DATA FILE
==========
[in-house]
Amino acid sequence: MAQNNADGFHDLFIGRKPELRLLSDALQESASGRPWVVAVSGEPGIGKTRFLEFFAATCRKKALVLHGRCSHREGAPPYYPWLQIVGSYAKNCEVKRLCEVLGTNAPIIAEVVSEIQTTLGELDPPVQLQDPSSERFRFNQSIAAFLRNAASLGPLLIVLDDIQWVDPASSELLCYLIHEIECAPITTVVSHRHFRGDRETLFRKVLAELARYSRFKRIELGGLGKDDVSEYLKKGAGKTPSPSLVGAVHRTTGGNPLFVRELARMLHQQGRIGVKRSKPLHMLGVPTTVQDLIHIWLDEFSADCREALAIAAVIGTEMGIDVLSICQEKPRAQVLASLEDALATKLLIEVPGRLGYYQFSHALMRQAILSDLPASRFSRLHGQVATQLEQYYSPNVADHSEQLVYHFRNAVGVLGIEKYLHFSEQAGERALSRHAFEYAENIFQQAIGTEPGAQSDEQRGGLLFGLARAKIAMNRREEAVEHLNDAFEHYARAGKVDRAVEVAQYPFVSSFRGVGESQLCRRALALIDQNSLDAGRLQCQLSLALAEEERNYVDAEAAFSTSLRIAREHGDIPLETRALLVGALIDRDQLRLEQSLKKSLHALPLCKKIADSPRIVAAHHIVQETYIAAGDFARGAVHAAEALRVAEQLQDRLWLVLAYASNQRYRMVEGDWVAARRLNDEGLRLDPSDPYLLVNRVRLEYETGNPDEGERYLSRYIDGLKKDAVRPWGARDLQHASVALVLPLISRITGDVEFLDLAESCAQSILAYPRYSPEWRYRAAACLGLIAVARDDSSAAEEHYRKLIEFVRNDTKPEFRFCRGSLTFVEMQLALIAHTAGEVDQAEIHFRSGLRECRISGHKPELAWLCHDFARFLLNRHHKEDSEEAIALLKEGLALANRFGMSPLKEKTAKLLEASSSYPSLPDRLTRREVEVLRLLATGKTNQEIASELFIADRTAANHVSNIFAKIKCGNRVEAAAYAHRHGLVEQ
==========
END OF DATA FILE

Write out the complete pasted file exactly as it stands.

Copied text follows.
[in-house]
Amino acid sequence: MAQNNADGFHDLFIGRKPELRLLSDALQESASGRPWVVAVSGEPGIGKTRFLEFFAATCRKKALVLHGRCSHREGAPPYYPWLQIVGSYAKNCEVKRLCEVLGTNAPIIAEVVSEIQTTLGELDPPVQLQDPSSERFRFNQSIAAFLRNAASLGPLLIVLDDIQWVDPASSELLCYLIHEIECAPITTVVSHRHFRGDRETLFRKVLAELARYSRFKRIELGGLGKDDVSEYLKKGAGKTPSPSLVGAVHRTTGGNPLFVRELARMLHQQGRIGVKRSKPLHMLGVPTTVQDLIHIWLDEFSADCREALAIAAVIGTEMGIDVLSICQEKPRAQVLASLEDALATKLLIEVPGRLGYYQFSHALMRQAILSDLPASRFSRLHGQVATQLEQYYSPNVADHSEQLVYHFRNAVGVLGIEKYLHFSEQAGERALSRHAFEYAENIFQQAIGTEPGAQSDEQRGGLLFGLARAKIAMNRREEAVEHLNDAFEHYARAGKVDRAVEVAQYPFVSSFRGVGESQLCRRALALIDQNSLDAGRLQCQLSLALAEEERNYVDAEAAFSTSLRIAREHGDIPLETRALLVGALIDRDQLRLEQSLKKSLHALPLCKKIADSPRIVAAHHIVQETYIAAGDFARGAVHAAEALRVAEQLQDRLWLVLAYASNQRYRMVEGDWVAARRLNDEGLRLDPSDPYLLVNRVRLEYETGNPDEGERYLSRYIDGLKKDAVRPWGARDLQHASVALVLPLISRITGDVEFLDLAESCAQSILAYPRYSPEWRYRAAACLGLIAVARDDSSAAEEHYRKLIEFVRNDTKPEFRFCRGSLTFVEMQLALIAHTAGEVDQAEIHFRSGLRECRISGHKPELAWLCHDFARFLLNRHHKEDSEEAIALLKEGLALANRFGMSPLKEKTAKLLEASSSYPSLPDRLTRREVEVLRLLATGKTNQEIASELFIADRTAANHVSNIFAKIKCGNRVEAAAYAHRHGLVEQ